December 11, 2012

Tax Cuts Don't Work Without Spending Cuts

Matthew D. Mitchell

Senior Research Fellow
Summary

It seemed like such a good idea. There weren’t 60 votes in the Senate for George W. Bush’s tax cuts, so the President used a procedural maneuver to get them passed with a simple majority. There was just one hitch: the procedure required that at the end of 2010, rates would go back up. Ten years have quickly come and gone; so has the two-year extension worked out by President Obama and Congressional Republicans in 2010. And now, staring down the barrel of a “fiscal cliff,” temporary tax cuts don’t seem like such a good idea anymore.

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It seemed like such a good idea. There weren’t 60 votes in the Senate for George W. Bush’s tax cuts, so the President used a procedural maneuver to get them passed with a simple majority. There was just one hitch: the procedure required that at the end of 2010, rates would go back up. Ten years have quickly come and gone; so has the two-year extension worked out by President Obama and Congressional Republicans in 2010. And now, staring down the barrel of a “fiscal cliff,” temporary tax cuts don’t seem like such a good idea anymore.

Economists of all stripes worry that a precipitous tax hike—especially in the middle of a weak recovery—could have devastating economic consequences. Among Keynesians, the concern is that the tax increase will sap consumers’ purchasing power, weakening aggregate demand. Among real-business cycle economists, the worry is that higher marginal rates will diminish the incentive to work, save, and invest. And since investment decisions are made with an eye toward the long run, it is even possible that the scheduled tax increase has been undermining the potency of these tax cuts for years.

The truth is that even if the tax cuts weren’t automatically scheduled to end someday, they were never believable as sustainable fiscal policy. That’s because no one in government even attempted to bring spending in line with the lower revenue. In fact, Washington went on a spending binge shortly after taxes were cut: from 2001 to 2009 federal spending leapt from 18.2 to 25.2 percent of GDP. This was the largest such increase in any 8 year period since WWII.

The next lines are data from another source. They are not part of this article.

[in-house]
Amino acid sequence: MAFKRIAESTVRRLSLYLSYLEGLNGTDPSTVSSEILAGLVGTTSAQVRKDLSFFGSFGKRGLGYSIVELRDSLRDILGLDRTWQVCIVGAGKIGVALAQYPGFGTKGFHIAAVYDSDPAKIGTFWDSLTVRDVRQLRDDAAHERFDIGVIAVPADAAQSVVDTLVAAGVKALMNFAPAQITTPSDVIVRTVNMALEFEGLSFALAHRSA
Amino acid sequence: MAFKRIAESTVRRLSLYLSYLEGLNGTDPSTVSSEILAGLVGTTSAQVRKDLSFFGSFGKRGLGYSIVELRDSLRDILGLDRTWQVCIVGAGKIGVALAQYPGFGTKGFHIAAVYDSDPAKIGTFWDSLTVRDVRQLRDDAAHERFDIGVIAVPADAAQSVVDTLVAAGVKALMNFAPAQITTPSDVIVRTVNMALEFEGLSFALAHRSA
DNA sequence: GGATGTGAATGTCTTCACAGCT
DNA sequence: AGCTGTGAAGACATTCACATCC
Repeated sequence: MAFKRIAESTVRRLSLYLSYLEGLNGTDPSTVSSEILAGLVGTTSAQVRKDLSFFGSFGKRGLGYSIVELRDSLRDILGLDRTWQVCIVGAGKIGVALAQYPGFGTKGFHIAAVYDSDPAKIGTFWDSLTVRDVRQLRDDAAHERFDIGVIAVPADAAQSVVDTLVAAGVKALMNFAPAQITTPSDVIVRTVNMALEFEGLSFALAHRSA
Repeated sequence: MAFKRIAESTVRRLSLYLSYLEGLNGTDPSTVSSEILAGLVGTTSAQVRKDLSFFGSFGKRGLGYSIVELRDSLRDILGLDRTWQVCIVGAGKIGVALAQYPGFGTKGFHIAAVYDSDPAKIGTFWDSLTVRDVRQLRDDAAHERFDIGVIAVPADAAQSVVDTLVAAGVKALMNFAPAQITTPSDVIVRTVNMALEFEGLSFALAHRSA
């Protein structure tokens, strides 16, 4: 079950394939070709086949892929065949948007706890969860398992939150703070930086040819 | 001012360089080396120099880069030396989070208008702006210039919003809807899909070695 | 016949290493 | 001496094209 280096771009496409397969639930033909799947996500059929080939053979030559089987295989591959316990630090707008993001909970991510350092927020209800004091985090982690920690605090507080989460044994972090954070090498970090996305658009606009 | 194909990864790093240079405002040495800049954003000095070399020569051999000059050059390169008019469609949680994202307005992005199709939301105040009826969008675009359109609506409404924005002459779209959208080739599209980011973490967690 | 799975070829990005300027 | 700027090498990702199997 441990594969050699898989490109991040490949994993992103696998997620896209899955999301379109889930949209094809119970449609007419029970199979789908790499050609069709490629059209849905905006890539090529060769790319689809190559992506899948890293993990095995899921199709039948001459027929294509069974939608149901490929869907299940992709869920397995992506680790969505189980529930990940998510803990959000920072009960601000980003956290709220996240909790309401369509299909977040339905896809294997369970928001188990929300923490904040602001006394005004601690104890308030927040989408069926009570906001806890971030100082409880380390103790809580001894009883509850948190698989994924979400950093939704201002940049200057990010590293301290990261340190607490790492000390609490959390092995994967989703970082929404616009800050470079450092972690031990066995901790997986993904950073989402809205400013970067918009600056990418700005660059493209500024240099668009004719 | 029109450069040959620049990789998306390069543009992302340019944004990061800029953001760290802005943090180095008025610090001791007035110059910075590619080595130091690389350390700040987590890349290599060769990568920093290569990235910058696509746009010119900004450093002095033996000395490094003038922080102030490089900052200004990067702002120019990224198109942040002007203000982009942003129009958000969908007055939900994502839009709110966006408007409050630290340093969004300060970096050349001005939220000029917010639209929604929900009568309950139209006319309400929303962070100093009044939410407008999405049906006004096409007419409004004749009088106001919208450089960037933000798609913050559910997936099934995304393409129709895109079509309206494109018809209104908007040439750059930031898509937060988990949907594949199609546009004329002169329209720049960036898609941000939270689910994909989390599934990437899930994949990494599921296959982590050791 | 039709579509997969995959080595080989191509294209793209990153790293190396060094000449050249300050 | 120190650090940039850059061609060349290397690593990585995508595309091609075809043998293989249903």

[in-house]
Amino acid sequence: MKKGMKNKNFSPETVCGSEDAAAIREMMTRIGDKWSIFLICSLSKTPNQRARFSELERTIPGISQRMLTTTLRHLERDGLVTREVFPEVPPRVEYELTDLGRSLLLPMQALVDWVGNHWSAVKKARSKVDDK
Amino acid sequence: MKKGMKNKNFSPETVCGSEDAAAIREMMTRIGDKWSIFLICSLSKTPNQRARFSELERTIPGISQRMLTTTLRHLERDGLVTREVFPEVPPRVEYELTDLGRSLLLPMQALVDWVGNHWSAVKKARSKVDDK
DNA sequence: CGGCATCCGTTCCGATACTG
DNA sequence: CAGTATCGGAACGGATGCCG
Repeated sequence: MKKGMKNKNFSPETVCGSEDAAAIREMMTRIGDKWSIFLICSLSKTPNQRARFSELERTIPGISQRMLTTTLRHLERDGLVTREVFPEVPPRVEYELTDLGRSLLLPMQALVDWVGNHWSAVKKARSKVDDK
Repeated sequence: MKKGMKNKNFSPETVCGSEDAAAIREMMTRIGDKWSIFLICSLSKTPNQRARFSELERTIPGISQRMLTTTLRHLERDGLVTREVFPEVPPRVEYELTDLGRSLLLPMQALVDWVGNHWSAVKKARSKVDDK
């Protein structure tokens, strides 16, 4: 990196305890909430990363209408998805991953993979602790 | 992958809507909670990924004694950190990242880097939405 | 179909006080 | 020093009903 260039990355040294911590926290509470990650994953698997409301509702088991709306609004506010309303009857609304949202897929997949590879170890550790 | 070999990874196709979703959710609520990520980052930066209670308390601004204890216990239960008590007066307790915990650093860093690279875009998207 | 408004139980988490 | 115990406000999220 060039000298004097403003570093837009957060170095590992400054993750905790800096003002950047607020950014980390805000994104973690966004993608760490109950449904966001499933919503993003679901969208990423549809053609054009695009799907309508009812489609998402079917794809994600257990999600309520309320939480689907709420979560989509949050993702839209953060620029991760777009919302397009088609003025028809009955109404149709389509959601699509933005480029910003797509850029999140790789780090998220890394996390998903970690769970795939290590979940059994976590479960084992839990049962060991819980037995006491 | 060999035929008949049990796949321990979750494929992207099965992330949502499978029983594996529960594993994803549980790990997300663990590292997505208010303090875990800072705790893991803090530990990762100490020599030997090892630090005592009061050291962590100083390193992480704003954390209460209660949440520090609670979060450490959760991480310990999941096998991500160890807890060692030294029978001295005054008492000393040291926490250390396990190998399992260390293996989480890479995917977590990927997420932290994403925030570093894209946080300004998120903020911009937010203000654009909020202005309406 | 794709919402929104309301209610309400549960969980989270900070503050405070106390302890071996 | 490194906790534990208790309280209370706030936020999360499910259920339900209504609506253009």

This episode should have advocates of limited government asking themselves an important question: are tax cuts without spending cuts good for the cause of limited government? Decades ago, Milton Friedman answered this question with a resounding yes. Cut taxes, he counseled, and starve the beast. With less revenue, spending will fall too. Tax cutters from Ronald Reagan to George W. Bush have been convinced of “starve the beast” ever since.

But there is another Nobel laureate with free market bona fides who begs to differ. James Buchanan, a founding father of public choice economics—which uses the tools of economics to shed light on the incentives of policy makers—has long questioned “starve the beast.” When politicians are legally and politically permitted to run deficits, he warned, they will simply fund government by borrowing. In this case, tax cuts give voters the illusion that government spending is cheap. And with government seeming less-costly, voters will be happy to have more of it.

A few years ago, economist Andrew Young of West Virginia University tested the two hypotheses using 50 years of federal data. His findings suggest that on this one, Buchanan may have had it right: Tax increases, rather than tax cuts, actually seem to be associated with less government spending. In his words, the findings suggest that “the electorate has to be clearly presented with the bill to recognize the cost of government.” Berkeley economists David H. Romer and Christina Romer recently corroborated Young’s finding using a different dataset and different techniques.

Come the beginning of January, voters will see more of the bill than they are used to. Those of us who want to keep that bill low need to be willing to buy less government. And that means cutting spending and taxes.